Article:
Uber and Lyft have been getting a lot of publicity lately, but not the type any company wants. Women have filed lawsuits against both ride-hailing companies, alleging sexual assault from drivers.
- Levin Simes Abrams, a San Francisco law firm, is soliciting plaintiffs who have been assaulted while using Uber and Lyft.
- Both ride-hailing companies have adopted more stringent vetting of their drivers’ criminal records, yet resisted calls for enhanced background checks, biometric fingerprinting and in-car surveillance.
- To reassure customers and employees they take safety seriously, both companies have implemented more features to protect both passengers and drivers.
Women have sued ride-hailing companies after being assaulted, insisting that Uber and Lyft need to do more to protect passengers. (Photo: Getty Images)
Last year Uber added a “panic button” on the app’s home screen when riding, which directly connects to 911. Although Lyft had promised to do the same, it didn’t happen until this past month, after widespread negative publicity surrounding lawsuits against the company. Lyft also matched Uber’s RideCheck feature with its own version, called Smart Trip Check-In. Both apps now contact drivers and riders if there’s a long delay in their trip, and offer help including summoning emergency assistance.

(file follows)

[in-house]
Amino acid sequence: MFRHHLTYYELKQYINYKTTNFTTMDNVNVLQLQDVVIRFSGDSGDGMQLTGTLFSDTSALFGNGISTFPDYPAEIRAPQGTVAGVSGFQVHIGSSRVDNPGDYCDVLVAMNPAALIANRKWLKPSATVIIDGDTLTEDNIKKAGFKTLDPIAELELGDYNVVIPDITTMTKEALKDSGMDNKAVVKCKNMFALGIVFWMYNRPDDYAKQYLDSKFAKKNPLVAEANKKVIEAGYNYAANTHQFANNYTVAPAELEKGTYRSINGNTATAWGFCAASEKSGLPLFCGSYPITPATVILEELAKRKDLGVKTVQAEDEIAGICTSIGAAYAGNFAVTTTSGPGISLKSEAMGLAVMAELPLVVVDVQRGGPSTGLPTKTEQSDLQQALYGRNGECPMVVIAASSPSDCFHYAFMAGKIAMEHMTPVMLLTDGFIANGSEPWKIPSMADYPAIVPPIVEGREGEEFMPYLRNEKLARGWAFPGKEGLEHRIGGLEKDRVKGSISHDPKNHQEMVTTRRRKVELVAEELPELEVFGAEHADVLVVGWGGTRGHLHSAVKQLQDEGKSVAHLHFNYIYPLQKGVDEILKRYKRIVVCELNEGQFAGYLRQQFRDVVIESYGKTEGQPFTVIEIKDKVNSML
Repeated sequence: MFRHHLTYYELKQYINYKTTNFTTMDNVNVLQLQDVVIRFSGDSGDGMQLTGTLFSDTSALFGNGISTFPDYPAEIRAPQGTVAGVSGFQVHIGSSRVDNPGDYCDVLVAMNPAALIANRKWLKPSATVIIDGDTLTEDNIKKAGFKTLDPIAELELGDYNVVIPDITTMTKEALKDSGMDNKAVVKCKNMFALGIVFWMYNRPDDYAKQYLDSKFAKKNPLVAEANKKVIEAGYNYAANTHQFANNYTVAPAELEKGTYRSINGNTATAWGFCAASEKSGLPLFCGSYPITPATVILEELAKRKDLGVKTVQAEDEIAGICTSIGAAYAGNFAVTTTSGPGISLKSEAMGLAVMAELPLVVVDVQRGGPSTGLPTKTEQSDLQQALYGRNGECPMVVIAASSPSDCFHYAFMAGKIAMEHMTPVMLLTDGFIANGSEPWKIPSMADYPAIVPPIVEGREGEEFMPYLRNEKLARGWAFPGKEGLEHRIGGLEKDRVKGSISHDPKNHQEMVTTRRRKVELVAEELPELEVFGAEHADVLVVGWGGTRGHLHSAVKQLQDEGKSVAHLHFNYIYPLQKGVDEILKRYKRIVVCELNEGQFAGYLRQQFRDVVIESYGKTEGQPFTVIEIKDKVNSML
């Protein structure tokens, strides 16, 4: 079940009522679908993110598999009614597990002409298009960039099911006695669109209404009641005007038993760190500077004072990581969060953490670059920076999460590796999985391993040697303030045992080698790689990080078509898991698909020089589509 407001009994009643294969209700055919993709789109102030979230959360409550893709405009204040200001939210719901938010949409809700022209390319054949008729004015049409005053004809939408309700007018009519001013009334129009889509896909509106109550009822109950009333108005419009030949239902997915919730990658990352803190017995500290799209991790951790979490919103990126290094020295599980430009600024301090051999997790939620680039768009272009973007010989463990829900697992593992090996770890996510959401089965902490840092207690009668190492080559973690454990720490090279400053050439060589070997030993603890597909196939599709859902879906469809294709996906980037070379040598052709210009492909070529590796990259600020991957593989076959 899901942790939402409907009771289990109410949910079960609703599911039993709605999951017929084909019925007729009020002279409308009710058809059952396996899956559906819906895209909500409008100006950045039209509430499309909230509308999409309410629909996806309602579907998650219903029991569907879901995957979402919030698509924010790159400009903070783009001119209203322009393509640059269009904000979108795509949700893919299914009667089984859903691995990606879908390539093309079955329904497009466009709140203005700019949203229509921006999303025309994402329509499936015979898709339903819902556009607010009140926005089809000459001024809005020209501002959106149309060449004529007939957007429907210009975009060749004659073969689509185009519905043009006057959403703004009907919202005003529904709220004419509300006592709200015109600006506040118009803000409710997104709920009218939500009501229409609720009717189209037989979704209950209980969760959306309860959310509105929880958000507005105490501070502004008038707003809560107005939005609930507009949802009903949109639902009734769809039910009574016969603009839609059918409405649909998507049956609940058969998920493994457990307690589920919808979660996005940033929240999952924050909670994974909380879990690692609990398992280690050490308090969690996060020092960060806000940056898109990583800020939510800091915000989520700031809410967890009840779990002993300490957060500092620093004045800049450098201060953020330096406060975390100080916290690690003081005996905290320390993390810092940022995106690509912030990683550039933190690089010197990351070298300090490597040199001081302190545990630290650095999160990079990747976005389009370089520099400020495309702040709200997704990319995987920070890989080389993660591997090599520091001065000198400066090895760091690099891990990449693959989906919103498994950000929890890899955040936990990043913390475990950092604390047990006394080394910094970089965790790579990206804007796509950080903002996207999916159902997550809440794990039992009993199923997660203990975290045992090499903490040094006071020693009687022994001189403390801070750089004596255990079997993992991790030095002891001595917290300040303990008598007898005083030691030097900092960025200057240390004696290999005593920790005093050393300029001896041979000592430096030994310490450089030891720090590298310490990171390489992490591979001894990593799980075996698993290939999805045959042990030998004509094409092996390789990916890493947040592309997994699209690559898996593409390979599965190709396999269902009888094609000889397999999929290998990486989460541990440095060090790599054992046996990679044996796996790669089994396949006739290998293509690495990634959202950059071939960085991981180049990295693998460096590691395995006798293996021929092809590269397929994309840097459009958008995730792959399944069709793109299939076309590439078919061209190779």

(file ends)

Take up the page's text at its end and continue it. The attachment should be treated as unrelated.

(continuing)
Uber passengers can now instantly text 911 in an emergency with details about the trip. And to prevent anyone from impersonating an Uber driver, the company has started using a four-digit PIN so that passengers can verify their driver, who is unable to begin the ride without this verification.
WHY THIS MATTERS
People want to feel safe using ride-hailing services. Uber and Lyft don’t want to lose customers over safety fears. But the risks inherent in getting into a car driven by a stranger remain. Hopefully the publicity brought by these lawsuits will prompt riders to better protect themselves and the companies to enhance their focus on safety.